It was his successor, Tony Blair, who raised belief in universities as a Good Thing to its current status as the key to our salvation. You’ll remember that ‘education, education, education’ was his creed (long before Dominic Cummings reduced political discourse to the parroting of three-word slogans) and university education was his holy of holies. Mr Blair’s ambition was for fifty per cent of all young people to go to university and so the sector must expand to accommodate them. In order that the taxpayer should not be lumbered with the total cost he introduced tuition fees and student loans to pay for a large part of it, arguing that if these new students were ultimately going to benefit from the higher-paying jobs their degrees would secure for them, it was only fair they should pay their whack.
That fifty percent target has recently been reached. So is it the great success he promised and which we must do everything to protect in the post-Covid battle over scarce government resources?
Well, some would say ‘far from it’. And among them would be Mr Blair’s own son, Euan, who remarked recently of his father’s university target: ‘It was put in with the best of intentions. The idea was that a degree gives you more access to opportunities. Unfortunately it didn’t work like that.’ He added that ‘while the world has changed, the system of educating people and preparing them for work hasn’t.’ So he founded an organisation, White Hat, that bypasses universities altogether by matching bright school-leavers with white-collar apprenticeships. Alternatives to university are now the thing.
Some would say his verdict on the fifty percent university target is a diplomatic understatement. They’d claim instead that it has been a complete disaster both for many of the new graduates the expanded system has churned out, and also in relation to universities themselves.
Their case would go like this. Far from helping them get on in life, a substantial minority of recent graduates has, as Mr Blair Junior points out, failed to find the opportunities that were promised and have ended up doing a job for which a degree is not required and which pay less than they imagined they’d be earning. Meanwhile they’re still loaded with the debt from their student loans. Many of them will never reach the earning threshold at which they are expected to start repaying the loan so the government will end up footing the bill anyway: it’s estimated around half of such loans will never be repaid.
In short, this new cohort of students was sold a pup: they wasted three years racking up debt, studying subjects that were often of little interest to them and of no use to anyone else, all in the hope of the brighter future they might well have better secured by shutting out the siren calls of the universities and pursuing the cheaper and faster route the younger Blair now advocates.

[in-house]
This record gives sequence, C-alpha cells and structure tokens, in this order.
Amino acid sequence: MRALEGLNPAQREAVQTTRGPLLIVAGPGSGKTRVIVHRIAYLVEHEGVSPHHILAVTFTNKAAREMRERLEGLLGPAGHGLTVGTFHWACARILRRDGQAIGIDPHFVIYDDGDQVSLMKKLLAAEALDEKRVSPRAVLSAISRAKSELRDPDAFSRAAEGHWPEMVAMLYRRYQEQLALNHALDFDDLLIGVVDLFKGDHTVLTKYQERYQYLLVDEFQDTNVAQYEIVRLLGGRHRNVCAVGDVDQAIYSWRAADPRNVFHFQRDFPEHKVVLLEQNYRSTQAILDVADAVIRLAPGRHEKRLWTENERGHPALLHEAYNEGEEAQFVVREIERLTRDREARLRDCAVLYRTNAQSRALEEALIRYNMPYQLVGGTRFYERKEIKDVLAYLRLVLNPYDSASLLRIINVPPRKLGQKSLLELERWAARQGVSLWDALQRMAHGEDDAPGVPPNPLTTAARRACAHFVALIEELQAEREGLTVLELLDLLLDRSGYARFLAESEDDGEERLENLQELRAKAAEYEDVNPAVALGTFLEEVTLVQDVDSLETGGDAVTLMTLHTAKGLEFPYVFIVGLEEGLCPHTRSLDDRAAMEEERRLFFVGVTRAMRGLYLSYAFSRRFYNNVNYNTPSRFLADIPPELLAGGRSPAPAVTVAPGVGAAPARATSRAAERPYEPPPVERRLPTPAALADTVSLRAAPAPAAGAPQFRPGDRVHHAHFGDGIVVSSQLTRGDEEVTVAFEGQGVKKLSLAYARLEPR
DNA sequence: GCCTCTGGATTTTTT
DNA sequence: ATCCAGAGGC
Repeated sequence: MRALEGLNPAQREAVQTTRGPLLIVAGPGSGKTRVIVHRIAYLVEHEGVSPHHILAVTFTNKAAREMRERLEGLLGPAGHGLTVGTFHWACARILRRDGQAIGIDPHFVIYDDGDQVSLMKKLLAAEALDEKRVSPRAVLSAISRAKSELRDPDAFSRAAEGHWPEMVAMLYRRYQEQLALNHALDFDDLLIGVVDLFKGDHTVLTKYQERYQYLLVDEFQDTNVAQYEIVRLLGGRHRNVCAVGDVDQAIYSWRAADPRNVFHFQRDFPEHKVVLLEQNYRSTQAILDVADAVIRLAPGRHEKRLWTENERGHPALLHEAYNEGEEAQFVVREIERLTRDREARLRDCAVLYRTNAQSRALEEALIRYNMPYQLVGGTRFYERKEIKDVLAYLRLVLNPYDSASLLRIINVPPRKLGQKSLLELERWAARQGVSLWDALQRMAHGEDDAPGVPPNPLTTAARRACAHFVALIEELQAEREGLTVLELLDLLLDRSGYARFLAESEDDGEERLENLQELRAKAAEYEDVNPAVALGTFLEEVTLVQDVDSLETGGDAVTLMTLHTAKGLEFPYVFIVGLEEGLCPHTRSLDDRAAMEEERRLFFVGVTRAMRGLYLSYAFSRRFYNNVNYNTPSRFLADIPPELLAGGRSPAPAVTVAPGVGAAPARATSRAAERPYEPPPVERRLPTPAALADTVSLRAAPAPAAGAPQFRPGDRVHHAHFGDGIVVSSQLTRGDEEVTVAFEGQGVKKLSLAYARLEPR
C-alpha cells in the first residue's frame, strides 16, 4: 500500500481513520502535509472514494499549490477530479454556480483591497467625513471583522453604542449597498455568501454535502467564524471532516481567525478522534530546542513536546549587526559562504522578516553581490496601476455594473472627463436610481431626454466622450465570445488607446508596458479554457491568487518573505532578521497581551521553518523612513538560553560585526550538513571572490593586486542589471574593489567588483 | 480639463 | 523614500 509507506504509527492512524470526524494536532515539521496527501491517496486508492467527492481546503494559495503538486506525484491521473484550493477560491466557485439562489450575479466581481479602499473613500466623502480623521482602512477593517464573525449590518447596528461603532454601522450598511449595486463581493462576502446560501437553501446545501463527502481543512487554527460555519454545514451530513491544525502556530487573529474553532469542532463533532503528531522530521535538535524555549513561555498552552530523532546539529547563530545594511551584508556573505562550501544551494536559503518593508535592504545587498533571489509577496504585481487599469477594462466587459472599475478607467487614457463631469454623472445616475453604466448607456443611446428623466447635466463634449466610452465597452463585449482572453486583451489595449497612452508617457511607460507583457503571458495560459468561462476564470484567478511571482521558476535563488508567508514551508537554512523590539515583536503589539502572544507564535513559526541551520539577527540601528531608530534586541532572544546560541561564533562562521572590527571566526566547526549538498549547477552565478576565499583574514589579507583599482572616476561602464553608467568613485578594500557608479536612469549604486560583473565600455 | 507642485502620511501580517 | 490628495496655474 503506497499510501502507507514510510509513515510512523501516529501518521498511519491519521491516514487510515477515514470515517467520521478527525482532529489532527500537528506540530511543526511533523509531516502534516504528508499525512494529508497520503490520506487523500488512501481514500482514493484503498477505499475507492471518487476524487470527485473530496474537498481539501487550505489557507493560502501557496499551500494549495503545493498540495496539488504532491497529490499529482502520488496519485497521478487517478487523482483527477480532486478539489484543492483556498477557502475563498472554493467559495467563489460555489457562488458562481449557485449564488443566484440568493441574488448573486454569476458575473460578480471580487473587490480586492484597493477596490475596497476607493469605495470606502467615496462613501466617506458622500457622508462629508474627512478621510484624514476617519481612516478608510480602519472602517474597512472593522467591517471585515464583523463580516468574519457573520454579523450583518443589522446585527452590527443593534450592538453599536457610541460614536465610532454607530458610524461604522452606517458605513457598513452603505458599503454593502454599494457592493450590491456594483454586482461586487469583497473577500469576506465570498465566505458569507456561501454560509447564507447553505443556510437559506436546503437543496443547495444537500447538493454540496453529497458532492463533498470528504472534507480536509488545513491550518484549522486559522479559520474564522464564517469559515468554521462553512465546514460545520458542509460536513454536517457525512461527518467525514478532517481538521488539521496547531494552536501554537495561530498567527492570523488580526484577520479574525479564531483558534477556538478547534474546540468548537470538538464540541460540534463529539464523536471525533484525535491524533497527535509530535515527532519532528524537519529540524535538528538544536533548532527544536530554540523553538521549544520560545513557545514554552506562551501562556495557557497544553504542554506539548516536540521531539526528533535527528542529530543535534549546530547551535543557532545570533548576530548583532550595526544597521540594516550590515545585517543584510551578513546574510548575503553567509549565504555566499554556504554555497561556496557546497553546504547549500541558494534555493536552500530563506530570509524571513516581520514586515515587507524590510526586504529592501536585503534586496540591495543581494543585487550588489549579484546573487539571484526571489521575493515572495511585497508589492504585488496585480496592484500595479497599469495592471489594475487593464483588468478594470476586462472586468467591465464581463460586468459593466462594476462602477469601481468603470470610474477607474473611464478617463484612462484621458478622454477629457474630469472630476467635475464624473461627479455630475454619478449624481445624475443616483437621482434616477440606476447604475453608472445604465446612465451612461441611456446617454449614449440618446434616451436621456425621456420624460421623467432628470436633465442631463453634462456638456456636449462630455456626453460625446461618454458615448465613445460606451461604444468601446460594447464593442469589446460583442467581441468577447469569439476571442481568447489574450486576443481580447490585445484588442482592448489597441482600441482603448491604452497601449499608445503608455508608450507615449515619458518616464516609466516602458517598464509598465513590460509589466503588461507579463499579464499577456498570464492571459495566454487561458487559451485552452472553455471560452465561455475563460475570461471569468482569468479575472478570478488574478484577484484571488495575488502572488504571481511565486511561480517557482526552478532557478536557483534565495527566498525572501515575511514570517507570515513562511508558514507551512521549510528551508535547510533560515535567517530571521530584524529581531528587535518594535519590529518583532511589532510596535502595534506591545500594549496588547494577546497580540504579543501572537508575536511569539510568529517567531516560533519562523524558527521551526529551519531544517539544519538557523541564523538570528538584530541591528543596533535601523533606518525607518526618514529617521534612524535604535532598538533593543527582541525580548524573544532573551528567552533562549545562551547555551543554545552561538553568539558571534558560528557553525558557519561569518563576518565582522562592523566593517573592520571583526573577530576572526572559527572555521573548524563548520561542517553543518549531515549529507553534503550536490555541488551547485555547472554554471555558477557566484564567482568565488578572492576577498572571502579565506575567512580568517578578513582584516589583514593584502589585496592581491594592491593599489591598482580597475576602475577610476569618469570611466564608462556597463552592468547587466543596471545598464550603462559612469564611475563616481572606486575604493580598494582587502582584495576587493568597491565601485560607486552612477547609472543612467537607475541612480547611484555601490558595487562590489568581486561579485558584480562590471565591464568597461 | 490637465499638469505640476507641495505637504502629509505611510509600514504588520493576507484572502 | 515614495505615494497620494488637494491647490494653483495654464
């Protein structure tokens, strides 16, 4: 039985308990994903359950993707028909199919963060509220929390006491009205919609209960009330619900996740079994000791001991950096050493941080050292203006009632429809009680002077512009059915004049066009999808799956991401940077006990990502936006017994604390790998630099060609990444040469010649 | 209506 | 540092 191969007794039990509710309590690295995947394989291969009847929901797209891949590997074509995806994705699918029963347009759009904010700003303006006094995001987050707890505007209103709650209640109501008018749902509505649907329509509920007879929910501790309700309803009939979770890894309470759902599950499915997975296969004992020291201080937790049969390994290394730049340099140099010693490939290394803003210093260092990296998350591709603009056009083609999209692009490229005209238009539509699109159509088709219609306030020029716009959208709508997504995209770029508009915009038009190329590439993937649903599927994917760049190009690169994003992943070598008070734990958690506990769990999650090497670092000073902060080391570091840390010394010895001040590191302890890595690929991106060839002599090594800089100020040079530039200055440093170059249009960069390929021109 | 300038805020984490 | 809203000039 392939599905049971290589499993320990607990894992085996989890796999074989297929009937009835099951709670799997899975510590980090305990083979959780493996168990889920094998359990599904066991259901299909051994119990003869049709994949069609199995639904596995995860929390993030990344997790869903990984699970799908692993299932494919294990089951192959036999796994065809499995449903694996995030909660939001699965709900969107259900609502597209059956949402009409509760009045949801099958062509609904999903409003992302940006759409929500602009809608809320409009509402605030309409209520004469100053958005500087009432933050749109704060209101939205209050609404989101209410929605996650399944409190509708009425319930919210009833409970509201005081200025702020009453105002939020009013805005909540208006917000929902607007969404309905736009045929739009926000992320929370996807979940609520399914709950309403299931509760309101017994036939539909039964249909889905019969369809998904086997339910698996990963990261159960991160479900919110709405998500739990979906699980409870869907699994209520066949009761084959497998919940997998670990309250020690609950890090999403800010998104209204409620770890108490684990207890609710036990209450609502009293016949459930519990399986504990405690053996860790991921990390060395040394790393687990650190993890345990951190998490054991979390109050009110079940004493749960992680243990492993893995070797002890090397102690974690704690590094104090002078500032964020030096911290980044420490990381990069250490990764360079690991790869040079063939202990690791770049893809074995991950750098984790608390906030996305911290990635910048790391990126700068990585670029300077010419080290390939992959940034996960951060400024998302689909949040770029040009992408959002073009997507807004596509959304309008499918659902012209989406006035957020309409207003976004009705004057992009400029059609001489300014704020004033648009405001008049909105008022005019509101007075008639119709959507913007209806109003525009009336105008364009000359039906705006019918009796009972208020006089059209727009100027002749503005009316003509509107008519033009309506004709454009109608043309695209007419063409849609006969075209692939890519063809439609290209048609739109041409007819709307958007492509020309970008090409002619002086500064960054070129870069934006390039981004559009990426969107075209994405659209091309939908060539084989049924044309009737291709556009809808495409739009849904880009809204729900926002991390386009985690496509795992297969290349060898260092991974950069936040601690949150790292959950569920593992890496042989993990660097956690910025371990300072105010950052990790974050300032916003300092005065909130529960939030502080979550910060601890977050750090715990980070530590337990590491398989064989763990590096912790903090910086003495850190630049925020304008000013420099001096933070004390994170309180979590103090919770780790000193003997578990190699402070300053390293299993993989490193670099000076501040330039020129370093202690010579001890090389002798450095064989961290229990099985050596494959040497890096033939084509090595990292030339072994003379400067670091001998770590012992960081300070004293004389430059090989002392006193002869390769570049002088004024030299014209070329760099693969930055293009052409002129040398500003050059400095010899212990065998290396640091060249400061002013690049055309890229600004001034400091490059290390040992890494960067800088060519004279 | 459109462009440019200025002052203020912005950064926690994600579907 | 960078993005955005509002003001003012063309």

Meanwhile the universities themselves have been transformed from ‘seats of learning’ into multi-billion-pound businesses in which the main aim is to get bums on seats and therefore tuition fees in coffers and in which the new chief executives (I’m sorry: vice-chancellors) pay themselves salaries of anything up to half a million quid a year. So far as the original purpose of universities goes, a purpose that rests fundamentally on the relationship and contact between teachers and students, forget it – as many students and beleaguered academics will tell you. Students routinely complain of ‘hardly ever seeing’ their tutors, and academics despair that under pressure from the now all-powerful university administrators they find themselves spending less and less of their time teaching and more and more time churning out grant-generating ‘research’ they themselves regard as valueless, or trying to satisfy the insatiable appetite of target-driven bureaucrats for ‘evidence’ that their universities are a wonderful success. Cambridge, you may have noticed, has announced recently that the whole of the next academic year will be conducted online. So much for Socratic exchange between teacher and pupil.
Some will argue that such an account of the state of our universities is a travesty of the truth. But it is near enough the truth to resonate with many who live and work within their walls. And there can be no doubt that the focus on university as the unquestioned route young people should follow to make the most of themselves has involved huge cost, not least in the starving of the wider further education sector that is supposed to cater for those unsuited for an academic vocation. We should have been spending money (rather than cutting it), critics say, on practical courses in FE colleges or on providing a really properly-functioning apprenticeship system instead of conning young people into thinking their future depended on gaining a degree in media studies from a university no one’s heard of.
So do we need to rethink the role and purpose of universities, of who should go there, of how many graduates we need and of what is best for young people? Or should we just carry on as before and, among other things, hand Cambridge over the dosh?
Let us know what you think.